I almost didn’t write about Derrick Rose tonight.
I don’t have to, after all. No editor is asking me to do it. No one is paying me to do it. I’d rather not do it. And here’s why.
I don’t know Derrick Rose.
What I do know, I like. I had to chase the 20-year-old Chicago Bulls rookie guard for over a month to interview him for an in-depth feature story this past winter for the Tribune, but I never blamed him for the runaround. There were always plans he did not know about and demands he seemingly could not control, and he always seemed sincerely sorry each time the interview would get postponed at the last minute.
Getting blown off in our business is like getting a paycheck for people in other jobs. You expect it on a regular basis. And when someone like Rose acts genuinely sorry about it, you’re almost grateful. Pathetic, I know. But it’s our cross to bear.
Eventually, I had to fly to Dallas to do the interview and was impressed with who I perceived as a shy, but very thoughtful young guy.
We talked for more than an hour in the lobby of the Bulls’ team hotel and again the next day in the lockerroom before their game. He told me about the first time he experienced the death of a close friend at 19 and how angry he was when it came out that the cause of death was Russian Roulette when he knew differently.
He told me about his dreams — not of playing pro basketball, which was too lofty a goal for him before high school, but just getting out of his neighborhood.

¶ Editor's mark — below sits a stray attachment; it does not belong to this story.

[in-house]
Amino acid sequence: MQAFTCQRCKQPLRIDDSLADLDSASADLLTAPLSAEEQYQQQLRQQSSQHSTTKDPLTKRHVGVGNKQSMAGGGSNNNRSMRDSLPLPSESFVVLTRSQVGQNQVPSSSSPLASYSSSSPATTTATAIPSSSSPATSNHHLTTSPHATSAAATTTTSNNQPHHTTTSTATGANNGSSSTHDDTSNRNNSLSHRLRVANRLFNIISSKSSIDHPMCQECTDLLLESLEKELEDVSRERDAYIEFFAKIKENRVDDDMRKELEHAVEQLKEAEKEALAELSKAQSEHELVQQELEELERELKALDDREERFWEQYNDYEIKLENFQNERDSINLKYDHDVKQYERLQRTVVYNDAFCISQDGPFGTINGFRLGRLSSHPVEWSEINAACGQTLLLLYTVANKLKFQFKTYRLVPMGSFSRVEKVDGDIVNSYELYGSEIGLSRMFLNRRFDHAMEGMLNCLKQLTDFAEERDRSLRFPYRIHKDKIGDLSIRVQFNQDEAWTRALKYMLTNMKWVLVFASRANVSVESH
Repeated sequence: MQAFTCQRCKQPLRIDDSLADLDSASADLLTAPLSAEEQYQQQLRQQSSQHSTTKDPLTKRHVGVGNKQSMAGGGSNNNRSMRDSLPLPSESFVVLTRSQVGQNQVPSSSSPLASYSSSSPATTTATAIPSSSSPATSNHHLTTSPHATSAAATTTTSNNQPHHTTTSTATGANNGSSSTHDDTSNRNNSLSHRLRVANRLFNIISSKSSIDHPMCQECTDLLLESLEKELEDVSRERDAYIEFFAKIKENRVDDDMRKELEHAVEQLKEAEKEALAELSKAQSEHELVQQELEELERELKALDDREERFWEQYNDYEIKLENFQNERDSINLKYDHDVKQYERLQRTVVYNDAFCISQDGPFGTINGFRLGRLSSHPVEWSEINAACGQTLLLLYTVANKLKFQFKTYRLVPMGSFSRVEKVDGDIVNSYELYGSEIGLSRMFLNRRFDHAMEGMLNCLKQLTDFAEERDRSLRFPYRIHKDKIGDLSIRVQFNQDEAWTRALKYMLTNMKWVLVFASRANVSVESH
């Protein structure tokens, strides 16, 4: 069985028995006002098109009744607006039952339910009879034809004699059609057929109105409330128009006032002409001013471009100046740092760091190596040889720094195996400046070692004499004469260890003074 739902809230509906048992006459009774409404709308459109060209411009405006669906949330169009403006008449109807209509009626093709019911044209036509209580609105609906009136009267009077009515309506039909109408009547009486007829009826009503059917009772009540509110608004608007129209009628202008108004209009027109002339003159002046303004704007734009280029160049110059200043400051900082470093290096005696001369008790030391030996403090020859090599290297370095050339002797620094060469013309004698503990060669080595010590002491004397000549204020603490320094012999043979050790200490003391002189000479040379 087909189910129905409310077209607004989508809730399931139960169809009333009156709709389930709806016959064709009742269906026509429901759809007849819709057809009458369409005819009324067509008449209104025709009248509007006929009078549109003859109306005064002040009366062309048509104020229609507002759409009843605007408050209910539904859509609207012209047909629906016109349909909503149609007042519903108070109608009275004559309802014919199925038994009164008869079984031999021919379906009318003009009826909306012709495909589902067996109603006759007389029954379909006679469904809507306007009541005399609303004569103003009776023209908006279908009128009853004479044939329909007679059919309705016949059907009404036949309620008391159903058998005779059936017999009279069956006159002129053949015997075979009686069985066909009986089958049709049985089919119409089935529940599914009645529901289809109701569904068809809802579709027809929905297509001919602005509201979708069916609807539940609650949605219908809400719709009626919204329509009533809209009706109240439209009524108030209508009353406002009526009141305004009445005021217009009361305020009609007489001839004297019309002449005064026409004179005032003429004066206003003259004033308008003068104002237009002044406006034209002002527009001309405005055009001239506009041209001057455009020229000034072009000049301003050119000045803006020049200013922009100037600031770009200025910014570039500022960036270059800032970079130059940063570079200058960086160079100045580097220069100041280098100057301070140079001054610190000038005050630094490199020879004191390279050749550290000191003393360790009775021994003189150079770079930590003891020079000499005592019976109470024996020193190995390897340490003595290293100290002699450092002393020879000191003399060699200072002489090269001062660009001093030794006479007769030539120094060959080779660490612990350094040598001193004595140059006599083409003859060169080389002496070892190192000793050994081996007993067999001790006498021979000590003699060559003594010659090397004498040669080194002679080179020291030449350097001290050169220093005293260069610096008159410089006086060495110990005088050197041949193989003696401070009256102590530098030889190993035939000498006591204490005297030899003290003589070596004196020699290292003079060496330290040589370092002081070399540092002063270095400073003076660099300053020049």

“I just knew I had to do something, I had to be something where I was going to take care of my mom,” he said. “I knew my brothers and others in my family would be all right but I felt like my mother was working too hard. She used to cry when she’d get the bills. . . .”
He also told me his mother Brenda was his role model and how much he counted on her after the death of his friend, when she urged her youngest child to channel his grief into something positive.
“And that’s what I did,” he said. “When I got to college, I made sure I did everything right.”
I want to believe him. Even after the almost inevitable first scandal surfaced several weeks ago linking him to alleged academic fraud, which he denied.
Even after Thursday, when an old photo surfaced of Rose flashing a gang sign while at a party during his only year in college at the University of Memphis.
Many people take gang signs very seriously, regardless of the context and the intent intended. And when the NBA’s No. 1 draft choice pops up like Rose did, regardless of how young, foolish or innocent it may have been, it merits attention.
So much so that Rose quickly issued a statement apologizing: “I want to emphatically state, now and forever, that Derrick Rose is anti-gang, anti-drug and anti-violence,” it began.
I hate that I’m suspicious. Not that Rose is lying about his hatred of gangs and violence. But that I don’t know him well enough to know what to believe. That I’m suspicious about everything these days regarding public figures. That a story starts in the tabloids or on someone’s blog, spreads to the mainstream press and gets repeated and re-told so many times, it is legitimized.
I became part of it tonight when I repeated these transgressions and suspected transgressions. I was part of it when I wrote for a major newspaper. You’re a part of it if you’ve ever watched Entertainment Tonight or, heaven forbid, bought a National Enquirer or clicked on the photo of Derrick Rose.
I hate that I once did a heartwarming story that ran on the day of Super Bowl XXIII about how Cincinnati running back Stanley Wilson had kicked his drug problem, but that the night before, after my deadline, Wilson’s teammates found him in a cocaine stupor in the hotel bathroom.
I hate that I can’t get to know athletes better so that I’m better equipped to defend them.
I hate that I have to defend them.